Terms: Sum | Units: 3 | UG Reqs: WAY-A-II, WAY-SI
Instructors: Treharne, E. (PI)

ENGLISH 66: 'A Model Island': Britain in Historical and Cultural Perspective

What's `culture'? There is no such thing as `British culture' as a coherent singular phenomenon, but `culture' can be a useful lens to think about a place, its entanglement with the past and the rest of the world. In this class we can understand how the ideas and social relations that constitute the common-sense fiction of British culture and the very notions of `Britishness', `Englishness', etc. came about historically and are sustained in contemporary contexts. As well as learn how to use `culture' as a heuristic-critical tool to make sense of a particular place's entanglement in history, politics, and cultural production.
Terms: Spr, Sum | Units: 2
Instructors: Solywoda, S. (PI)

ENGLISH 67N: The Ethical Gangster: How to be Moral, How to be Good--Mafia Style

Is there a difference between being moral and being good? Does it matter? Does knowing the difference matter at all to how a person should conduct him or herself in close relationships, in social groups, in professional life, in politics? The answer to all these questions is a resounding yes. This class will explore human moral psychology: the intuitions we have about right and wrong, fair and unfair, harm, justice, loyalty, authority, sanctity, freedom and oppression. We will then relate these intuitions to systematic ethical theories of right and wrong. We will do so by immersing ourselves in a somewhat surprising source¿the greatest hits of Mafia movies from Little Caesar to The Sopranos. We will also consider recent findings in experimental moral psychology.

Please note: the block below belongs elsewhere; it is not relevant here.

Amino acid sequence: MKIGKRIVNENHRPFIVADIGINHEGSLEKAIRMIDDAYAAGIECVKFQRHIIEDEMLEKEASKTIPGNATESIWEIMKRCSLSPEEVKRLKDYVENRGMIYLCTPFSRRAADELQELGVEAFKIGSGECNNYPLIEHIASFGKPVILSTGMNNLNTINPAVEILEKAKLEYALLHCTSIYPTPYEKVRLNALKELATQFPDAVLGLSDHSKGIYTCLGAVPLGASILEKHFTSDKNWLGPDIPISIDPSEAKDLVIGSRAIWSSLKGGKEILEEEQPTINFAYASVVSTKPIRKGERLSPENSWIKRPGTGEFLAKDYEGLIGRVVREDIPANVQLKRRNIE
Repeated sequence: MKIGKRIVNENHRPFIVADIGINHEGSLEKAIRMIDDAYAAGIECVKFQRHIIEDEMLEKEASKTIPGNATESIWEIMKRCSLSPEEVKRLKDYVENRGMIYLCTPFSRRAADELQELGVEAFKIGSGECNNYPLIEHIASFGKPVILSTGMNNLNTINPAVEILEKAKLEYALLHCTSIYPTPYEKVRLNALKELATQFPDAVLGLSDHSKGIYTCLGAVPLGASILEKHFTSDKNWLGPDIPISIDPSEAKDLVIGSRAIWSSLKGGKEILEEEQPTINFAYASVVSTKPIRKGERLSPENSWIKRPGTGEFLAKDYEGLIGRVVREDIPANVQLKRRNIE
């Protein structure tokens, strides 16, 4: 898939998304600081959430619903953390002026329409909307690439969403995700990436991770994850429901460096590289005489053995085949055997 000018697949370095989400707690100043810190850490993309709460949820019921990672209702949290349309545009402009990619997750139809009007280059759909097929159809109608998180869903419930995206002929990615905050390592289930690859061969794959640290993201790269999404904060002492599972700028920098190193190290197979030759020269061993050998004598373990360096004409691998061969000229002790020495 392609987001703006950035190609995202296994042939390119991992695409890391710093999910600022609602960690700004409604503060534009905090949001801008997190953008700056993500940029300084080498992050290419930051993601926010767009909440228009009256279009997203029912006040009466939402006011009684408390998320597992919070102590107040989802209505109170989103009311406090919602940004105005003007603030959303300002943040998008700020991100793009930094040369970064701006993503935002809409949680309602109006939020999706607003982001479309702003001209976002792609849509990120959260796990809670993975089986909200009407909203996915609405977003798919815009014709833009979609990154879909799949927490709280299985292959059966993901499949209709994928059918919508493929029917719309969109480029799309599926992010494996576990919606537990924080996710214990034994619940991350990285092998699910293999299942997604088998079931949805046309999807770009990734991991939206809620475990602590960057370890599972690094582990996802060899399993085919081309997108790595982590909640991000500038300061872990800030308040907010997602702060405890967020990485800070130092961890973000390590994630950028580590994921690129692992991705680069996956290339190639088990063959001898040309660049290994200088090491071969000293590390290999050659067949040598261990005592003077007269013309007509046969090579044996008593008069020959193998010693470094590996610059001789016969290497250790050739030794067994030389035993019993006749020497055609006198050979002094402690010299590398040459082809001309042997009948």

Terms: Sum | Units: 3 | UG Reqs: WAY-ER
Instructors: Vermeule, B. (PI)

ENGLISH 82N: Thinking about Photographs

The course will begin with a short history of photography since the 19th century; followed by both a hands-on exploration of different types of photographs (possibly using the Cantor Collection) and then a more theoretical discussion of some of the acknowledged classics of photographic writing (Susan Sontag's On Photography, Roland Barthes' Camera lucida, Linfield's The Cruel Radiance.
Terms: Sum | Units: 3 | UG Reqs: WAY-A-II
Instructors: Castle, T. (PI)

ENGLISH 90: Fiction Writing

The elements of fiction writing: narration, description, and dialogue. Students write complete stories and participate in story workshops. May be repeated for credit. Prerequisite: PWR 1 (waived in summer quarter). NOTE: First priority to undergrads. Students must attend the first class meeting to retain their roster spot.
Terms: Aut, Win, Spr, Sum | Units: 5 | UG Reqs: WAY-A-II, WAY-CE | Repeatable 2 times (up to 10 units total)

ENGLISH 91: Creative Nonfiction

Historical and contemporary as a broad genre including travel and nature writing, memoir, biography, journalism, and the personal essay. Students use creative means to express factual content. May be repeated for credit. Prerequisite: PWR 1 (waived in summer quarter and for SLE students). NOTE: First priority to undergrads. Students must attend the first class meeting to retain their roster spot.
Terms: Aut, Win, Spr, Sum | Units: 5 | UG Reqs: WAY-A-II, WAY-CE | Repeatable 2 times (up to 10 units total)